I think Pfister is still licking his wounds after his directorial debut bombed so hard.

    He’s always come off incredibly smug from
    what I’ve seen. Enough that he’s stubborn enough to not look back on working as a DOP and just get any gig he can possibly get as a director, which has so far only been TV episodes. I’m sure if he wanted, he could hop right back on as a DOP but he’d probably perceive that as “giving into defeat”.
  • JamesCraigJamesCraig Ancient Rome
    Posts: 3,497
    I think Pfister is still licking his wounds after his directorial debut bombed so hard.

    He’s always come off incredibly smug from
    what I’ve seen. Enough that he’s stubborn enough to not look back on working as a DOP and just get any gig he can possibly get as a director, which has so far only been TV episodes. I’m sure if he wanted, he could hop right back on as a DOP but he’d probably perceive that as “giving into defeat”.

    Let's give him a little push. ;-)
  • CraigMooreOHMSSCraigMooreOHMSS Dublin, Ireland
    Posts: 7,441
    I think Pfister is still licking his wounds after his directorial debut bombed so hard.

    He’s always come off incredibly smug from
    what I’ve seen. Enough that he’s stubborn enough to not look back on working as a DOP and just get any gig he can possibly get as a director, which has so far only been TV episodes. I’m sure if he wanted, he could hop right back on as a DOP but he’d probably perceive that as “giving into defeat”.

    I've heard of him being a bit of a dick, alright. I've spoken with two cinematographers who have mentioned that Pfister has made rather needlessly nasty remarks about their work. Maybe he's transcended beyond his own CV in his head.

    He is a good DoP himself, but I don't think of him as a Grade A name despite his work with Nolan.
  • MakeshiftPythonMakeshiftPython Omaha, NE
    Posts: 6,696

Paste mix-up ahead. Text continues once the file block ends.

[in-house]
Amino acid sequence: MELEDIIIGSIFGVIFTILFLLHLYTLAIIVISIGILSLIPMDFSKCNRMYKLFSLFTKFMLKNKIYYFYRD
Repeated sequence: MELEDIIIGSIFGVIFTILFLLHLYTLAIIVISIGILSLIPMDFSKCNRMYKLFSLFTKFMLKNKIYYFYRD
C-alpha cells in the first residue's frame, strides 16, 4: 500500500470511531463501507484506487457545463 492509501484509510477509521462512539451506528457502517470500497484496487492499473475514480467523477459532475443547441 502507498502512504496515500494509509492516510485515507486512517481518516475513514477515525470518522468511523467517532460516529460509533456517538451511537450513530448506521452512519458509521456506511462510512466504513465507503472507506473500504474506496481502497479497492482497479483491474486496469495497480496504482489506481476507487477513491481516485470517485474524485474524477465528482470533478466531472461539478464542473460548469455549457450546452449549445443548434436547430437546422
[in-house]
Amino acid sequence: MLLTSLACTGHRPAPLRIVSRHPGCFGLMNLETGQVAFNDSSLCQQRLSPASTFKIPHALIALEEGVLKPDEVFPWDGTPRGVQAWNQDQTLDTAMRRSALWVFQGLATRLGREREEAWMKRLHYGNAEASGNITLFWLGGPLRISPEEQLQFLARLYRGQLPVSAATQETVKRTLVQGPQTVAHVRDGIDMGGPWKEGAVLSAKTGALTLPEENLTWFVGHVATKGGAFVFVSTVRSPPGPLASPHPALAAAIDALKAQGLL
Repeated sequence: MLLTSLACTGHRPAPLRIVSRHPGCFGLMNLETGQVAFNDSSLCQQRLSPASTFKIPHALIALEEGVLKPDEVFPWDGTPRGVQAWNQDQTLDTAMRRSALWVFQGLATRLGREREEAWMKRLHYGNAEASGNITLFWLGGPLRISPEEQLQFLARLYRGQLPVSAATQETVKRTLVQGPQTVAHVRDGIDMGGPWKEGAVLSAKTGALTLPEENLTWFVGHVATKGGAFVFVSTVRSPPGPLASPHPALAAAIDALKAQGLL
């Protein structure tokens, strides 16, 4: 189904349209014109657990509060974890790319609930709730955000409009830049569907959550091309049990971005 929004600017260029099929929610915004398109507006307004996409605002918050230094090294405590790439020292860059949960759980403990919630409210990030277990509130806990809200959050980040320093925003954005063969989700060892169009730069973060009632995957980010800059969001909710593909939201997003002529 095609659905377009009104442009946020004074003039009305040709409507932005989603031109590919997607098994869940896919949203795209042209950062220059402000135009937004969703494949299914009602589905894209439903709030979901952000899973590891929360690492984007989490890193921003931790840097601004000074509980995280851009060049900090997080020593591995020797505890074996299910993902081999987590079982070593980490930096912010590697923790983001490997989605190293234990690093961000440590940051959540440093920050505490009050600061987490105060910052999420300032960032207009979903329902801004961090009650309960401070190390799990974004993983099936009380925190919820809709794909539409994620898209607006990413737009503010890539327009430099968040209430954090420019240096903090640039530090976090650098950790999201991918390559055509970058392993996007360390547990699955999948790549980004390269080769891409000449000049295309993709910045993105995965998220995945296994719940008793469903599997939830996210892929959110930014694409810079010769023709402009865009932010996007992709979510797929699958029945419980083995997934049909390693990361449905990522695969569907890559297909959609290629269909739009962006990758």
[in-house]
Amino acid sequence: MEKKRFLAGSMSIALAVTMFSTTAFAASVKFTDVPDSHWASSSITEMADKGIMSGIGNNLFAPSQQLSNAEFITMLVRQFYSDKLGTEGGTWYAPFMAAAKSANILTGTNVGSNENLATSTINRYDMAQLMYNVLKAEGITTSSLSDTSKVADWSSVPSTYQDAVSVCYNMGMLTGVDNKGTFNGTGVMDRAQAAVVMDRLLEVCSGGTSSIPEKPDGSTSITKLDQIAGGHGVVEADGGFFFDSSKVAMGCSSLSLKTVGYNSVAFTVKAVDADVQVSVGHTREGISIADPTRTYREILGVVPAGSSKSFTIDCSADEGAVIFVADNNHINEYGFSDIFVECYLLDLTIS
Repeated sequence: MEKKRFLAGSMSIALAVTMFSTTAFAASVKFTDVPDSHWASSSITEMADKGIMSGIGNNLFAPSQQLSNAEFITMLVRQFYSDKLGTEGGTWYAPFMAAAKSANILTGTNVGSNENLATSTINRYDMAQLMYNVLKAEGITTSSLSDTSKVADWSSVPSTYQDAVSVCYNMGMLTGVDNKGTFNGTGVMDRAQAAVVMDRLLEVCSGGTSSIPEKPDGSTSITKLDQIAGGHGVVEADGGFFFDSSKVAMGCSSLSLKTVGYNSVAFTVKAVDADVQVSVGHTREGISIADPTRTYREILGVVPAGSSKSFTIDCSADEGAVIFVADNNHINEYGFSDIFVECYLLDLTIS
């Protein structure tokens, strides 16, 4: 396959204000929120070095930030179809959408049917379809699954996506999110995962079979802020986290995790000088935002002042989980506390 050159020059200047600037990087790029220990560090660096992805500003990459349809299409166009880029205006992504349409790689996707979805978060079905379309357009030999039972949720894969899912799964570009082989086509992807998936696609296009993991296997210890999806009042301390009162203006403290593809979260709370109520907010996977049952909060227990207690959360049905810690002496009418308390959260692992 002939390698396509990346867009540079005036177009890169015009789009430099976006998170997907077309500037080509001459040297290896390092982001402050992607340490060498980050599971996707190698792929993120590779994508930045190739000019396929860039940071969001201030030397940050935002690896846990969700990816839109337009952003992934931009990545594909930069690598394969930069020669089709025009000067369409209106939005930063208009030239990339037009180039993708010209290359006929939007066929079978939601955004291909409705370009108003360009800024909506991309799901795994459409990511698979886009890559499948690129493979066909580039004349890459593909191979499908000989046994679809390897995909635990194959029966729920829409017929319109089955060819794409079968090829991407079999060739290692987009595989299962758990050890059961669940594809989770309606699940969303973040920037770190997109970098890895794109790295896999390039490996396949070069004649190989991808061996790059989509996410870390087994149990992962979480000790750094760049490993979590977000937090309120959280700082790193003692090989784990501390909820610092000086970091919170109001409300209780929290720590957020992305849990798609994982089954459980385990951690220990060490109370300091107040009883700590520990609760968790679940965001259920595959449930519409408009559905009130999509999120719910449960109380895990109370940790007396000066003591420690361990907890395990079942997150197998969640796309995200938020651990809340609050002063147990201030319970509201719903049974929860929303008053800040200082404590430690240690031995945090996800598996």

Very much agreed.
  • Red_SnowRed_Snow Australia
    Posts: 2,376
    For anyone struggling to work out what happened, Total Film has a great break of what went down.
  • edited August 2020 Posts: 4,372
    Red_Snow wrote: »
    For anyone struggling to work out what happened, Total Film has a great break of what went down.

    Very helpful! Thank you! Even reading that hurt my head and I've seen the film!

    Tenet is the perfect example of Christopher Nolan getting way too much power from the studio. Clearly the 'time travelling James Bond' pitch is a very interesting one. However, the execution is appalling. The storytelling is woeful, and the dialogue is dull (at least the parts I heard). I did adore the score though. Also, JDW is an action star waiting to happen - just not as The Protagonist.



    However, you can't make a film like Tenet which is built for four-quadrant appeal with a $200m budget and make the film so indecipherable!

    I'm a Nolan fan, but I when I see a dud, I'll call it a dud. Whilst the Nolan acolytes will line up to praise this film, audiences will roundly reject it. Take my word for it. If this is meant to be the film to get audiences back to cinemas, then you're better off staying home and getting a Netflix subscription. They're even streaming Inception at the moment! Inception did the high-concept balancing act so much more artfully and was a wholly better constructed film.

    UncommonGargantuanFlamingo-size_restricted.gif

    Tenet is a $200m turkey, destined to be Nolan's Heaven's Gate. Which is a tragedy as the concept had so much promise.
Sign In or Register to comment.